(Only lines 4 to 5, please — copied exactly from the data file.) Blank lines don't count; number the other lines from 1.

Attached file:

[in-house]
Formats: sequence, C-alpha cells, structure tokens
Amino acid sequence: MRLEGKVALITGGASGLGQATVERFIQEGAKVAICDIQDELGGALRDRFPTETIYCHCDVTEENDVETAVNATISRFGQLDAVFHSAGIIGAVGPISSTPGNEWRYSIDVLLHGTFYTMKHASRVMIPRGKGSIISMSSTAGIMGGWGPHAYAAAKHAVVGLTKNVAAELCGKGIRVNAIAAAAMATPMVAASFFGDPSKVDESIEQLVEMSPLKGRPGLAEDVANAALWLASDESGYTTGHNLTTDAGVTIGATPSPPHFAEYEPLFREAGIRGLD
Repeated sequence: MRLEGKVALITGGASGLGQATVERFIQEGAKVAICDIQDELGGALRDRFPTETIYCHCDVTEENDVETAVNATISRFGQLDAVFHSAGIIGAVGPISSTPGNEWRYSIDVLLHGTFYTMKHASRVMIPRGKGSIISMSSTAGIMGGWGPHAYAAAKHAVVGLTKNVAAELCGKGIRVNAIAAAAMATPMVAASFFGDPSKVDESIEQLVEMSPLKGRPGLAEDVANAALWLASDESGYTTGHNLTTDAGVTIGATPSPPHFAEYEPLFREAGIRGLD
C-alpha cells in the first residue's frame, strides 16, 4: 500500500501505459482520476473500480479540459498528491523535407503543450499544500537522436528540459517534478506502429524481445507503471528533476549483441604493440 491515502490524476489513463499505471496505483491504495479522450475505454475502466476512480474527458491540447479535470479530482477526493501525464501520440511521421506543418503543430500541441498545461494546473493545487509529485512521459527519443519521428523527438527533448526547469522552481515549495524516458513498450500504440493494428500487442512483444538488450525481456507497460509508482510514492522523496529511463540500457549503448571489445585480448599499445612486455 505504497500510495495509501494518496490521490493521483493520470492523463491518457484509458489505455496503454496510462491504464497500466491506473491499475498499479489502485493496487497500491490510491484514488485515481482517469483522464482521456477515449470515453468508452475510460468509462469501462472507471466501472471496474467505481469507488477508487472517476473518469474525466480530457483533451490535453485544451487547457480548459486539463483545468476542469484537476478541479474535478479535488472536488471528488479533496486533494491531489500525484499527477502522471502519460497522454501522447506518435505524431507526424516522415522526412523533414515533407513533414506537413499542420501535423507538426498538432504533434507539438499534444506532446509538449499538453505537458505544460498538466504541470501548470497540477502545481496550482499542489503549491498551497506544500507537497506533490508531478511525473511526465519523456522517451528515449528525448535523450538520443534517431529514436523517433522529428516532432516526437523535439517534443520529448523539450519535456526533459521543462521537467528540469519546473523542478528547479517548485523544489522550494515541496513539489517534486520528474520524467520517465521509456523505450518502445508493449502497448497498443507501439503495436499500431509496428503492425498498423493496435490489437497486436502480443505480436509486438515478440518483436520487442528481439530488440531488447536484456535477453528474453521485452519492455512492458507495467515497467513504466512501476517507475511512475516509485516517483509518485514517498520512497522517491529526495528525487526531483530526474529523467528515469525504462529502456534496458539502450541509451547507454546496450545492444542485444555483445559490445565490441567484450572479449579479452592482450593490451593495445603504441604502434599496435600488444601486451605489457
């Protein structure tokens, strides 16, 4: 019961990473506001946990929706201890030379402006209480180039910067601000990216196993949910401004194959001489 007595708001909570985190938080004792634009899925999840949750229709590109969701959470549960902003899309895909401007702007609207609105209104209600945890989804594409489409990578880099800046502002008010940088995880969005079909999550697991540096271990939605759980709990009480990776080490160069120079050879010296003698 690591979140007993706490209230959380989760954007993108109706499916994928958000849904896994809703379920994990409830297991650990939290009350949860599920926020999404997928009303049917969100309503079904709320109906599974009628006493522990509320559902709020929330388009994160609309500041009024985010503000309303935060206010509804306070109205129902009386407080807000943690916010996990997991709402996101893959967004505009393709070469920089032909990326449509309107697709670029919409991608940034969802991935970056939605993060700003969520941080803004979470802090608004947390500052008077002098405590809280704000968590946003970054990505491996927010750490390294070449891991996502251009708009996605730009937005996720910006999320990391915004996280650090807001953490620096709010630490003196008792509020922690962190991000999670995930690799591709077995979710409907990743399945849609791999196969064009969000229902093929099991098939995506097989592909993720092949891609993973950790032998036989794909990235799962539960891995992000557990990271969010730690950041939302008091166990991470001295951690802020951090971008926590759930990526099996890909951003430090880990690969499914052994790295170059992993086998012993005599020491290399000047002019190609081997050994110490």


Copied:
Repeated sequence: MRLEGKVALITGGASGLGQATVERFIQEGAKVAICDIQDELGGALRDRFPTETIYCHCDVTEENDVETAVNATISRFGQLDAVFHSAGIIGAVGPISSTPGNEWRYSIDVLLHGTFYTMKHASRVMIPRGKGSIISMSSTAGIMGGWGPHAYAAAKHAVVGLTKNVAAELCGKGIRVNAIAAAAMATPMVAASFFGDPSKVDESIEQLVEMSPLKGRPGLAEDVANAALWLASDESGYTTGHNLTTDAGVTIGATPSPPHFAEYEPLFREAGIRGLD
C-alpha cells in the first residue's frame, strides 16, 4: 500500500501505459482520476473500480479540459498528491523535407503543450499544500537522436528540459517534478506502429524481445507503471528533476549483441604493440 491515502490524476489513463499505471496505483491504495479522450475505454475502466476512480474527458491540447479535470479530482477526493501525464501520440511521421506543418503543430500541441498545461494546473493545487509529485512521459527519443519521428523527438527533448526547469522552481515549495524516458513498450500504440493494428500487442512483444538488450525481456507497460509508482510514492522523496529511463540500457549503448571489445585480448599499445612486455 505504497500510495495509501494518496490521490493521483493520470492523463491518457484509458489505455496503454496510462491504464497500466491506473491499475498499479489502485493496487497500491490510491484514488485515481482517469483522464482521456477515449470515453468508452475510460468509462469501462472507471466501472471496474467505481469507488477508487472517476473518469474525466480530457483533451490535453485544451487547457480548459486539463483545468476542469484537476478541479474535478479535488472536488471528488479533496486533494491531489500525484499527477502522471502519460497522454501522447506518435505524431507526424516522415522526412523533414515533407513533414506537413499542420501535423507538426498538432504533434507539438499534444506532446509538449499538453505537458505544460498538466504541470501548470497540477502545481496550482499542489503549491498551497506544500507537497506533490508531478511525473511526465519523456522517451528515449528525448535523450538520443534517431529514436523517433522529428516532432516526437523535439517534443520529448523539450519535456526533459521543462521537467528540469519546473523542478528547479517548485523544489522550494515541496513539489517534486520528474520524467520517465521509456523505450518502445508493449502497448497498443507501439503495436499500431509496428503492425498498423493496435490489437497486436502480443505480436509486438515478440518483436520487442528481439530488440531488447536484456535477453528474453521485452519492455512492458507495467515497467513504466512501476517507475511512475516509485516517483509518485514517498520512497522517491529526495528525487526531483530526474529523467528515469525504462529502456534496458539502450541509451547507454546496450545492444542485444555483445559490445565490441567484450572479449579479452592482450593490451593495445603504441604502434599496435600488444601486451605489457